New York–Saks Inc.’s fiscal second-quarter loss narrowed on rebounding sales and improved margin due to better inventory management.
For the quarter ended July 31, Saks posted today a loss of $32.2 million, or 21 cents a share, compared with a year-earlier loss of $54.5 million, or 39 cents a share. The latest quarter included eight cents in store-closure charges. Net sales rose 5.1% to $593.1 million. A poll of retail recently forecast a loss of 17 cents on $585 million in sales.
Gross margin jumped to 37.3% from 30.3%, beating the company’s May estimates as the retailer said it saw consumers returning to buy full-priced merchandise again. The store had cut promotions and worked with designers to create new offerings at lower retails. Among the categories faring well in the quarter were footwear, handbags, women’s designer apparel and accessories and men’s tailored clothing. The company’s New York City flagship store continued to outperform the rest of the company’s stores.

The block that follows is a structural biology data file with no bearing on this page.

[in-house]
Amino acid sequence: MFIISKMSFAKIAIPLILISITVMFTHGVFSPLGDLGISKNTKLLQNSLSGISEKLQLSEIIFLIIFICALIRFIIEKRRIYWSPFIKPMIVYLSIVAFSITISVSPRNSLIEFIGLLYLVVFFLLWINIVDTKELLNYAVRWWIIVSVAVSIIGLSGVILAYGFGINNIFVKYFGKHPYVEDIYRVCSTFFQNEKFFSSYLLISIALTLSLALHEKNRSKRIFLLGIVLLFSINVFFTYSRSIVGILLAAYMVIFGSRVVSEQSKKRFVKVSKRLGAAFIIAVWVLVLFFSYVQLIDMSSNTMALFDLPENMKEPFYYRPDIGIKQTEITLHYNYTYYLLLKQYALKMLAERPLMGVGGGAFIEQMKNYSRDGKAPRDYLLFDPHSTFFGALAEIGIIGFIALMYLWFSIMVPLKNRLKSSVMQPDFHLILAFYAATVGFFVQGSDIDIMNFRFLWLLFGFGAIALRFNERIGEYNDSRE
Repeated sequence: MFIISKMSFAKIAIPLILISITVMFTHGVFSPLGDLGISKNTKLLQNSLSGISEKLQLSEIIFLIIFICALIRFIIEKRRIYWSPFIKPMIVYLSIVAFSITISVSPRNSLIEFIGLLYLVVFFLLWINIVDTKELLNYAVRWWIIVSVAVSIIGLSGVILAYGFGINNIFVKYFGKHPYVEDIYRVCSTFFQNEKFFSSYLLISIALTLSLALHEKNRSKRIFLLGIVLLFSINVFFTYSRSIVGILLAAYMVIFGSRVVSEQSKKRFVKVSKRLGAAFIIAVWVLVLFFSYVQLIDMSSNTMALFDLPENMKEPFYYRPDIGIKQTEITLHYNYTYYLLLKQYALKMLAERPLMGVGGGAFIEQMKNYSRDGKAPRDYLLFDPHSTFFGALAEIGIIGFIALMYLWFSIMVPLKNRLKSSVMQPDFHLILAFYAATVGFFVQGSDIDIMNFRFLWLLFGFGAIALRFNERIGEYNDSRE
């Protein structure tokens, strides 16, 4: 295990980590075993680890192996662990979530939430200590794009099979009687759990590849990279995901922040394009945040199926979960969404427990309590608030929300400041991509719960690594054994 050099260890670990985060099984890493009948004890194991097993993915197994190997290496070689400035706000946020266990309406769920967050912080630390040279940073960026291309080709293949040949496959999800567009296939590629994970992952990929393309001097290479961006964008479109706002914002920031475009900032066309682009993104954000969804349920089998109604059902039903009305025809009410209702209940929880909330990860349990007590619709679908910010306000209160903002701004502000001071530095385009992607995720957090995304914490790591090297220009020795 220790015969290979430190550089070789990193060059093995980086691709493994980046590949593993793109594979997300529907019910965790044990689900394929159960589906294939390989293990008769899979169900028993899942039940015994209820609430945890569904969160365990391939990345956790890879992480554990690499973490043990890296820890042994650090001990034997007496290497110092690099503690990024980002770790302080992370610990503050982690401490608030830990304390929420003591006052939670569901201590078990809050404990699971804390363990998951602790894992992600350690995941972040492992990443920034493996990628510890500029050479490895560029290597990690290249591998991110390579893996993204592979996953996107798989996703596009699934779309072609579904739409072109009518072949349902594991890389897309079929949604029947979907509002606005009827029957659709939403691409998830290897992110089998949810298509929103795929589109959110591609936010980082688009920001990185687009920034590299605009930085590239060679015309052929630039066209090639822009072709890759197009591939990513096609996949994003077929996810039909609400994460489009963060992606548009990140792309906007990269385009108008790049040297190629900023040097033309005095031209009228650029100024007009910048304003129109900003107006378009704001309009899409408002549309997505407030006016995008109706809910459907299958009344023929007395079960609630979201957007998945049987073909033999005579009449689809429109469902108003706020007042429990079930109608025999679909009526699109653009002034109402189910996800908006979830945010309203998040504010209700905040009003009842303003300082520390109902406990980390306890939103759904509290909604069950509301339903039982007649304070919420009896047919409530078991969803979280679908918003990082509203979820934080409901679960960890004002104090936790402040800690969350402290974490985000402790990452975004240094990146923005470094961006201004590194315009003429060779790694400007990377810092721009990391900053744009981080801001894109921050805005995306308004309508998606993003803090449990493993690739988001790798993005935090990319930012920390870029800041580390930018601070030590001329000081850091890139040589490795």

Categories that haven’t been performing well include denim, fine jewelry and some areas of contemporary clothing. Steve Sadove, ceo, told retail analysts in a conference call today that the company has a plan to address issues with specific brands and categories by hiring 35 local marketing managers to help drive growth. The company’s sales associates now have their own business plans to increase sales.
Although the company was focused on cutting costs two years ago as consumers pulled back discretionary purchases, Sadove said Saks is now investing in certain categories and markets and moving forward with its business.
“This year we have started to move cautiously and selectively from defense to offense,” he said.
Saks closed three underperforming stores in the last quarter, too: Portland, Oregon, Charleston and San Diego. It also plans to close stores in Plano, Texas, and Mission Viejo, California. Sadove said those stores were unprofitable and the company’s most troubled stores in the country. Employees will be offered the options of transferring to other stores or taking a severance package.